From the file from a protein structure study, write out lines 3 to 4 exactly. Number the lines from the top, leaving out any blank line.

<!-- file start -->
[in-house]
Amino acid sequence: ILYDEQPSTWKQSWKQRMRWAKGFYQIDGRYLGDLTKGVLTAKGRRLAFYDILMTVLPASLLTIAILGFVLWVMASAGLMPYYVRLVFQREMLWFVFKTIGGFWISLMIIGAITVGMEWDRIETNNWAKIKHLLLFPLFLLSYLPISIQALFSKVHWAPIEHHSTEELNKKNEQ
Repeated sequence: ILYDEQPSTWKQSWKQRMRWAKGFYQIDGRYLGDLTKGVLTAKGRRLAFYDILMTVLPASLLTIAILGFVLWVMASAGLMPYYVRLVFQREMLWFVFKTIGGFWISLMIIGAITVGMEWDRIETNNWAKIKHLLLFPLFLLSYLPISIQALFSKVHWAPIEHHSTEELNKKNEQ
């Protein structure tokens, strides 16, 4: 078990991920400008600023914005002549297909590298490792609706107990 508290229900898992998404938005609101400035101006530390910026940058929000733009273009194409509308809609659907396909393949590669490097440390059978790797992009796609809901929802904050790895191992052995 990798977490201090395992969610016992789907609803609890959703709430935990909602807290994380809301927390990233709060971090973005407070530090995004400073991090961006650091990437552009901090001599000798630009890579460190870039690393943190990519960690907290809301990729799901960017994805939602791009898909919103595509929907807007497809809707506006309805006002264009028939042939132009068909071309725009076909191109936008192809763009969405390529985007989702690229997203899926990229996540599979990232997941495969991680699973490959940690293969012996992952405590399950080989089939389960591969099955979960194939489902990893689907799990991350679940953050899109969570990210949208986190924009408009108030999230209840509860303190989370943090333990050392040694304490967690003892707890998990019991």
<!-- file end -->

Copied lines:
Repeated sequence: ILYDEQPSTWKQSWKQRMRWAKGFYQIDGRYLGDLTKGVLTAKGRRLAFYDILMTVLPASLLTIAILGFVLWVMASAGLMPYYVRLVFQREMLWFVFKTIGGFWISLMIIGAITVGMEWDRIETNNWAKIKHLLLFPLFLLSYLPISIQALFSKVHWAPIEHHSTEELNKKNEQ
């Protein structure tokens, strides 16, 4: 078990991920400008600023914005002549297909590298490792609706107990 508290229900898992998404938005609101400035101006530390910026940058929000733009273009194409509308809609659907396909393949590669490097440390059978790797992009796609809901929802904050790895191992052995 990798977490201090395992969610016992789907609803609890959703709430935990909602807290994380809301927390990233709060971090973005407070530090995004400073991090961006650091990437552009901090001599000798630009890579460190870039690393943190990519960690907290809301990729799901960017994805939602791009898909919103595509929907807007497809809707506006309805006002264009028939042939132009068909071309725009076909191109936008192809763009969405390529985007989702690229997203899926990229996540599979990232997941495969991680699973490959940690293969012996992952405590399950080989089939389960591969099955979960194939489902990893689907799990991350679940953050899109969570990210949208986190924009408009108030999230209840509860303190989370943090333990050392040694304490967690003892707890998990019991």